Paul McCarney is an experienced entrepreneur. He kickstarted his first venture at age 19, and his greatest success was with a company called Decide Interactive; a 120-odd person operation across 3 countries, optimising search engine marketing. They grew at breakneck pace and Paul successfully exited in four and a half years.
Data Republic marks Paul’s fifth venture and he’s showing no signs of slowing down. The Data Republic team, or the ‘Senate’ as they are favourably known, are building a trust framework and infrastructure for data-sharing.
Through his diverse experiences in various positions on boards and in management roles, Paul came to the realisation that if a company is only reflecting on the data it holds on its customers, it’s missing the bigger picture:
“[A company’s] customers spend most of their time with other companies; they don’t spend all their time with them. They live their lives, they have babies, they go swimming, they buy a new house, car, bike, scooter, whatever it is.”
This means that a 360 degree view for a company is only 5% of their customer’s life, unless they make the leap to exchanging data with other companies who are interacting with their customers in other domains. But when Paul tried to undertake such a data exchange, he became frustrated because the process of exchange takes too long and valuable insights can be missed.
“It’s a bit of technical problem, but it’s mostly a legal and a commercial problem. The actual analytic part might take a month at tops, but the actual negotiation, legal and risk management discussions might take 6–12 months.”
The idea for Data Republic grew out of Paul’s belief that when it comes down to it, there is no difference between data and money, and yet we conceptualise the two very differently:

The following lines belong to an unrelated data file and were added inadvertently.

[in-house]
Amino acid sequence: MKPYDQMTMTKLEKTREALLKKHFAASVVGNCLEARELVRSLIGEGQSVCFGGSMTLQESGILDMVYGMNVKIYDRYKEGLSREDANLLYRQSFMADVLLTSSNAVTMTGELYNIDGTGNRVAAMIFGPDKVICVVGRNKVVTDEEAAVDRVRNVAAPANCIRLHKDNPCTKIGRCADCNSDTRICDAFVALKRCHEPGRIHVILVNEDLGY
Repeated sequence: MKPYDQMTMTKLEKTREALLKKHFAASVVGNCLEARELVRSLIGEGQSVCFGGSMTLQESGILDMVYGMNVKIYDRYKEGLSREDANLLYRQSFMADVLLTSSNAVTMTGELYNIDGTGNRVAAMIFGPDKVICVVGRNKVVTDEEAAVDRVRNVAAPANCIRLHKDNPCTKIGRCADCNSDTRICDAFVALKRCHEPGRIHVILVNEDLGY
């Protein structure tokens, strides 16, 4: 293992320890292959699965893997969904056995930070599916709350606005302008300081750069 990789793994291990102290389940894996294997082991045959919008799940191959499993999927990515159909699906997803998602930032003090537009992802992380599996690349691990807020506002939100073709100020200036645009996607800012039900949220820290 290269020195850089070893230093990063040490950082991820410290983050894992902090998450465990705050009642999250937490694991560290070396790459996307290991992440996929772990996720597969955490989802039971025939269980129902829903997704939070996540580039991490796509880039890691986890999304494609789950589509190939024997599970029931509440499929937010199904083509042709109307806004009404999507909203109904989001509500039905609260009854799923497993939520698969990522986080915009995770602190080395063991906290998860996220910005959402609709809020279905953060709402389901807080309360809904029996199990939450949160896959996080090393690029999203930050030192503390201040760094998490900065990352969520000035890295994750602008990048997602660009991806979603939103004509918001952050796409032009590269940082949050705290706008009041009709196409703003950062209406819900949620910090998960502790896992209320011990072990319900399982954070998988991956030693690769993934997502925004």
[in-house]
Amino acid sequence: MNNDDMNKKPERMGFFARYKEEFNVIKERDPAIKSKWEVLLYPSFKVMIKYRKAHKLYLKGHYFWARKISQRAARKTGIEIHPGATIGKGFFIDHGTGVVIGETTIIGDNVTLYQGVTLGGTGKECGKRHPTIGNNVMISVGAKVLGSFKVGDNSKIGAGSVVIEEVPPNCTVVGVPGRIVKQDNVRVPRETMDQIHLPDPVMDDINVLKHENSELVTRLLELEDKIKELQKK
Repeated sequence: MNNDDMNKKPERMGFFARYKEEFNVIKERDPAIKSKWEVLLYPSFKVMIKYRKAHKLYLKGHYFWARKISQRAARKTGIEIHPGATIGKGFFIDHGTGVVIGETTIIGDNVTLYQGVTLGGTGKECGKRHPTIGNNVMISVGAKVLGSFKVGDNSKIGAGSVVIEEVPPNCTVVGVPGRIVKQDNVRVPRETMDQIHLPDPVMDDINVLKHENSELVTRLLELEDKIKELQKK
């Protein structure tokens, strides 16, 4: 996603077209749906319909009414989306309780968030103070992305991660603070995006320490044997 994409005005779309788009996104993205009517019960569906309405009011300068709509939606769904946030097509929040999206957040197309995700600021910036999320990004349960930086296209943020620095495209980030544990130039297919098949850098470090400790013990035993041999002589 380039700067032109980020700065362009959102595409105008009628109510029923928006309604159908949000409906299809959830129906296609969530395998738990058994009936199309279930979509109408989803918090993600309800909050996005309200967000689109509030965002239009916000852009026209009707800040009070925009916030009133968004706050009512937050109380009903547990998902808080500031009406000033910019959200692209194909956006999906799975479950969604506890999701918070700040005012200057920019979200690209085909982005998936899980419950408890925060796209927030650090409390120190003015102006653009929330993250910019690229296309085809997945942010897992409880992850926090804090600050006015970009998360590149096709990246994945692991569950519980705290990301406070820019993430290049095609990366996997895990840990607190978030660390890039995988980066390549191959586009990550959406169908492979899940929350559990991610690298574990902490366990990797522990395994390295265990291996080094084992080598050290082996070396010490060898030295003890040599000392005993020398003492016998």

“If I own a shop and you put your credit card into a little machine and I sell you a mobile phone, as the vendor I trust that there’s going to be money that comes from that little bit of plastic and ends up in my bank account.
And that trust just doesn’t exist in data.
There’s no infrastructure for data, there’s no trust in people exchanging data. And then I thought: what’s the difference between money and data?
There’s none, really.”
Paul’s recognition of this gap in the market was shared by Danny Gilligan, who is the co-founder of Westpac’s Reinventure Group. Paul and Danny decided to put some money behind the idea in order to angel fund it, and thus Data Republic was born.
The first step was building the legal framework, and the team can proudly say that they’ve now built the technology to manage the governance and process of exchange whereby people opt in — whether you’re a user of the data, contributor of the data, or a partner who wants to build a product or data insight for your customers — and you can understand, from a one page terms sheet, what your liabilities and warranties will be.
Data Republic, having signed a number of deals over the last year, continues to work on building trust in the space and making exchanges of sensitive information safe and easily manageable.
“We don’t own any of the data; we’re like an Airbnb for data. We manage the governance of it. We make sure it doesn’t fall foul of ACCC or insider trading or unethical or unwarranted use or what is reasonably expected by the consumer. Ultimately what we regulate, and what the data contributors are able to regulate on our platform is the permitted use of a data exchange.”
Get the full story: